by Joel B. Pollak 8 Nov 2013, 12:14 PM PDT
CNN has blamed Christians for the problem of Americans without health insurance, calling it "The Obamacare 'scandal' you haven't heard about." In an article on CNN.com's Belief Blog, CNN writer John Blake says that, while famous pastors "preach in states where crosses and church steeples dot the skyline," they do nothing about "the poor who can’t get the health insurance they would receive if they lived elsewhere."
That refers, in turn, to the decision of twenty-five states not to participate in Obamacare's expanded Medicaid funding. The states were allowed to opt out following last year's controversial Supreme Court decision on Obamacare, which upheld the law as a whole but struck down the mandatory state participation in Medicaid expansion, citing the protection provided to state powers under the Tenth Amendment.
Some Republican states took the funding anyway, which provides health insurance subsidies for households with incomes up to 138% of the poverty level. Though the federal government will initially cover almost all of the cost, many Republican governors are wary of potential future costs, and are also worried about the effect on the federal budget itself. Many are also opposed to participating in the Obamacare program on principle.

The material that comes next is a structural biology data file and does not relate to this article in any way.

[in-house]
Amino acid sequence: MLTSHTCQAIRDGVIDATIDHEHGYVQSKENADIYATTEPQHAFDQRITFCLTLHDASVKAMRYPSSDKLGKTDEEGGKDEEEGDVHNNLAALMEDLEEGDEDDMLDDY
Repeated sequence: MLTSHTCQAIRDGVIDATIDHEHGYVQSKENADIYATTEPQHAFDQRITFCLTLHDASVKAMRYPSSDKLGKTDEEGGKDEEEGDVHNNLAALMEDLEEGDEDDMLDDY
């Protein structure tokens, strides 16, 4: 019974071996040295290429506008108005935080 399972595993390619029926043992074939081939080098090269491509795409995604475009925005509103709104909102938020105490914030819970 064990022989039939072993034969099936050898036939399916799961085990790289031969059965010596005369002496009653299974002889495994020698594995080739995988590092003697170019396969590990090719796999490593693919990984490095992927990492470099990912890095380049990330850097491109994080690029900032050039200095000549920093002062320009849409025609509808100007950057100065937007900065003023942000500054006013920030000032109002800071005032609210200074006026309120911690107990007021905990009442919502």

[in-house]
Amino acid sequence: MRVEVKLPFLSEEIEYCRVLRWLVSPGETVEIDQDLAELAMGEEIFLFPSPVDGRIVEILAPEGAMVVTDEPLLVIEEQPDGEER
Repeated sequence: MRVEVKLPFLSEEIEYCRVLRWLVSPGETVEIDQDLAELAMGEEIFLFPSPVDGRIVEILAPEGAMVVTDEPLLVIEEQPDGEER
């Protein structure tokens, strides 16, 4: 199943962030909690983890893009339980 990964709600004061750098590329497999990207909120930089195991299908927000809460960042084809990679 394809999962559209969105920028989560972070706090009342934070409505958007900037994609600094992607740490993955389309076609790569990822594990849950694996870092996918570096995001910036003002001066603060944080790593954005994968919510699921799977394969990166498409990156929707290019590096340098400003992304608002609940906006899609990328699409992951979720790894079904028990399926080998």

CNN seems to think that the choice to opt out of Obamacare is somehow the responsibility of well-known pastors such as Joel Osteen and T.D. Jakes, who declined to comment for Blake's article. One minister, Rev. Phil Wages, said he would not preach that states should accept Medicaid funding because he does not believe that care for the poor is the primary responsibility of the government, according to Christian teachings.
Beyond that, most churches are non-profit organizations whose tax-exempt status might be threatened if they became involved in political causes. Blake recognizes that, but strongly suggests that churches have a duty regardless. (Curiously, he does not suggest that churches should preach against Obamacare because of the millions of families that are losing their health insurance plans, contrary to the president's promises.)
Blake covers different perspectives on the question of speaking out. But the premise of CNN's article is that churches are to blame for Obamacare's failures--not the federal government, not the Democrats who passed it, and not President Barack Obama himself. The thinly-veiled implication--a repeated theme in leftist critiques--is that Christians are hypocrites who care about personal salvation, but not about good works.